(NNPA) Whenever there are advances for African freedom and self-determination, African Americans, in particular, should always be able to define mutual interests, opportunities and responsibilities to aid and assist our brothers and sisters in Africa. The Republic of South Sudan is the newest nation in the world and will become the 193rd member of the United Nations.
Independence Day for the Republic of South Sudan was as recent as this month. President Barack Obama stated, "A proud flag flies over Juba and the map of the world has been redrawn. Together, we can ensure that today marks another step forward in Africa's long journey toward opportunity, democracy and justice. I am proud to declare that the United States formally recognizes the Republic of South Sudan a sovereign and independent state upon this day, July 09, 2011. After so much struggle by the people of South Sudan, the United States of America welcomes the birth of a new nation." We agree with President Obama's perspective and analysis about the significance of the newly established Republic of South Sudan. But we would like to deepen our memory and perspective on this momentous achievement from an African American perspective.
Too often in contemporary times, Africa is still viewed by too many Americans as that far off place where centuries ago, millions of people were enslaved and forcibly brought to the Americas for the sole purpose of one of the most brutal manifestations of human slavery and economic exploitation that the world has ever witnessed in history. Yet for African Americans we are more and more aware of how our plight here inside the United States of America still involves our long struggle for freedom, justice, equality and empowerment. But for the grace of God and the sacrifices, toil, courage and steadfastness of struggle by past generations of Blacks in America and throughout the displaced African world, we would not be able to recognize and celebrate the progress today that African people and all people continue to make toward a more just and empowered humanity.
Our concern and care is for our brothers and sisters in both the Republic of South Sudan and those who remain in the Sudan, to the north of the Republic of South Sudan. The whole of the Sudan and including the Republic of South Sudan ought to be the focus for all who care about Africa. The 50 years or more of deadly, self-destructive civil war has caused so much misery and suffering. It is good now that the civil war, despite some continued violent border clashes, has finally ended with the declaration of independence and sovereignty of the Republic of South Sudan being officially recognized by the world community.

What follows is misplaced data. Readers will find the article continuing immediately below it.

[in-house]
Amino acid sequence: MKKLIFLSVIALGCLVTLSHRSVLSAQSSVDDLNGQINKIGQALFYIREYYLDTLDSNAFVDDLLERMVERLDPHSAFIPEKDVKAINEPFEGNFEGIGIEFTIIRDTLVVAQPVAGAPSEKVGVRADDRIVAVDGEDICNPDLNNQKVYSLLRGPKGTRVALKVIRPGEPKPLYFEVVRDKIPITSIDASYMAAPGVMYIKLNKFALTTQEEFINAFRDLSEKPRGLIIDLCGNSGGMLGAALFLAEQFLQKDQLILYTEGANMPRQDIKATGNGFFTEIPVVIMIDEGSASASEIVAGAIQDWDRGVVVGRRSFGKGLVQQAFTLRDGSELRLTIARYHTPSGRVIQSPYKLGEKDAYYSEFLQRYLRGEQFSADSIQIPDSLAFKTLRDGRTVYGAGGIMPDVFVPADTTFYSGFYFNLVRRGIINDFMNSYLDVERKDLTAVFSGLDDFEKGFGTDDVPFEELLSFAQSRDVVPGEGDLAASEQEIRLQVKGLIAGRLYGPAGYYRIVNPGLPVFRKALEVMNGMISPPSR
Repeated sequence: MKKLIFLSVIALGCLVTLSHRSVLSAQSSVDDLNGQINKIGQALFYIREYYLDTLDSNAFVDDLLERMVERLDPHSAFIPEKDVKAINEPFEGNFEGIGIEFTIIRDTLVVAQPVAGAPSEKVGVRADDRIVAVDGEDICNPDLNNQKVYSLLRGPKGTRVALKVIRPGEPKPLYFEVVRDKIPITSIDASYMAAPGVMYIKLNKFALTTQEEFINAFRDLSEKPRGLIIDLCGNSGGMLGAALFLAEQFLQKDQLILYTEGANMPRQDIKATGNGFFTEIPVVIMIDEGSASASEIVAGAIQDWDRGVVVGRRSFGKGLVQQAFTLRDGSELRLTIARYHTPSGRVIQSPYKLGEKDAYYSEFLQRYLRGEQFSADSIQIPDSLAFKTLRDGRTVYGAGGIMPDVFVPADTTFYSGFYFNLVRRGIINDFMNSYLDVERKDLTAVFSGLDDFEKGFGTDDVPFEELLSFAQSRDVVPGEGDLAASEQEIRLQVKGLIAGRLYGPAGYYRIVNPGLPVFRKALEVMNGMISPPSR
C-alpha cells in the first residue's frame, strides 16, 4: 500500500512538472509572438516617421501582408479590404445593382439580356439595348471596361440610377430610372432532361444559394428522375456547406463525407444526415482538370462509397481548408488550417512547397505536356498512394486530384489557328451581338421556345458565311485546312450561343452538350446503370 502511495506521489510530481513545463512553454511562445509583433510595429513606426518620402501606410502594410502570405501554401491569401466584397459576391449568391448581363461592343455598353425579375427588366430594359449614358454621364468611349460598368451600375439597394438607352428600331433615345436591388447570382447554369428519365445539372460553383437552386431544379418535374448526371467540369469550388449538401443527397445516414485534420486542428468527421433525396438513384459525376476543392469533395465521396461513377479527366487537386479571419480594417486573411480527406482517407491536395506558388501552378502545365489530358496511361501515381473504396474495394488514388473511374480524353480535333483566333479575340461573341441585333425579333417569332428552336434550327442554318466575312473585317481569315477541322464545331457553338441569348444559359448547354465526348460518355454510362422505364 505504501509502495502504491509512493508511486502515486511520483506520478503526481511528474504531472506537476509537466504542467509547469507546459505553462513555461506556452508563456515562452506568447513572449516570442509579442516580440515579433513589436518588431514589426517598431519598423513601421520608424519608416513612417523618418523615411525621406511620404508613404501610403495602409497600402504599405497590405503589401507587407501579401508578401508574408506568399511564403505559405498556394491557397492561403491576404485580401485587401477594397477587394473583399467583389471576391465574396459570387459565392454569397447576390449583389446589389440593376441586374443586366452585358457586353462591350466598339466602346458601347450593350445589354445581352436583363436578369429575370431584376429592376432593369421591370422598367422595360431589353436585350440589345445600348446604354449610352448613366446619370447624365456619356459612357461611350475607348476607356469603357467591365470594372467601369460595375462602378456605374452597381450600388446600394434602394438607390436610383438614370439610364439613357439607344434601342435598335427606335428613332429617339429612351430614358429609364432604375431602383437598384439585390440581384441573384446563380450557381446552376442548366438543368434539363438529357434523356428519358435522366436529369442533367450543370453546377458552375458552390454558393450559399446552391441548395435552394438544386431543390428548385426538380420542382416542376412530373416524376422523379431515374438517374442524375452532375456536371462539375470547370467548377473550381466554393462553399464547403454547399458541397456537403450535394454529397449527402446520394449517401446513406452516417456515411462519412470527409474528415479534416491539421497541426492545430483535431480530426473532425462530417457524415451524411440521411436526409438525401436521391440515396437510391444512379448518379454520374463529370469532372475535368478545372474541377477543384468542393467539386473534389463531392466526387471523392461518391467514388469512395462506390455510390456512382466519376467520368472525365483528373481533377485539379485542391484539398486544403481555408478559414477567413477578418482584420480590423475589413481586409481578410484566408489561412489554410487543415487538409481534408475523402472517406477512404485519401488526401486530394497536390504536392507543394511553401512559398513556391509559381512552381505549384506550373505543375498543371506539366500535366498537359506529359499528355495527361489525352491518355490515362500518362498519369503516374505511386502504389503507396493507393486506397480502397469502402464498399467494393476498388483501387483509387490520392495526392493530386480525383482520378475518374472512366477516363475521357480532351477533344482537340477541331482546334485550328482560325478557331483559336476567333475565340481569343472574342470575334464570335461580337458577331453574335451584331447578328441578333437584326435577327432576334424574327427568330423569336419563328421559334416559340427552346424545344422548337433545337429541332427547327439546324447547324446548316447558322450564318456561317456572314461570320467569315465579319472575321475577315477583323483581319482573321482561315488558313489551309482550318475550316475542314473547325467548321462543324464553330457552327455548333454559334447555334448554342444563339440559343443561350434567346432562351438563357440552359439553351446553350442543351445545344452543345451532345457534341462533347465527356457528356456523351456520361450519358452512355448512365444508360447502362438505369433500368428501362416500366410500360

African Americans should see clearly that once again there are significant and immediate economic and growth opportunities in this new African nation. Of course, some of the world's economic powers are already lining up to go after the vast quantities of oil and natural gas that are known to be some of the world's largest discoveries located in the Republic of South Sudan. China has just announced that they will invest millions of dollars in infrastructure development for the South Sudan. The U.K., France, the U.S., and other post-industrialized economies have all expressed their desire to work on development projects in this valuable mineral rich nation. At a time of very high unemployment in the African American community, this is a great moment in history for African American business leaders to develop new business relationships with Africa, and in particular with nations like the Republic of South Sudan.
I believe the greatest resource, however, that is in the Republic of South Sudan today is not its oil or natural gas, but it is its millions of people who have high aspirations and hope for a better quality of life. Thus, if Black owned businesses: the Black Press, colleges and universities, churches and other institutions that serve our communities would reach out to the Republic of South Sudan, it would raise the potential for ongoing sustainable economic development and educational joint ventures to be established. Africa awaits Black America. Giving back to Africa will bring a long lasting benefit to our brothers and sisters in Africa as well as to our brothers and sisters in our communities across America.
President Obama in his statement about the Republic of South Sudan reminded us what Dr. Martin Luther King Jr. once said about independence occurring in Africa. The President affirmed, "Decades ago, Martin Luther King reflected on the first moment of independence on the African continent in Ghana, saying, 'I knew about all of the struggles, and all of the pain, and all of the agony that these people had gone through for this moment.' Today, we are moved by the story of struggle that led to this time of hope in South Sudan, and we think of those who didn't live to see their dream realized. Now, the leaders and people of South Sudan have an opportunity to turn this moment of promise into lasting progress." As we salute the Republic of South Sudan, let's extend a helping hand. The future holds great promise.
Dr. Benjamin F. Chavis Jr. Is Senior Advisor to the Black Alliance for Educational Options (BAEO) and President of Educational Online Services Corporation.
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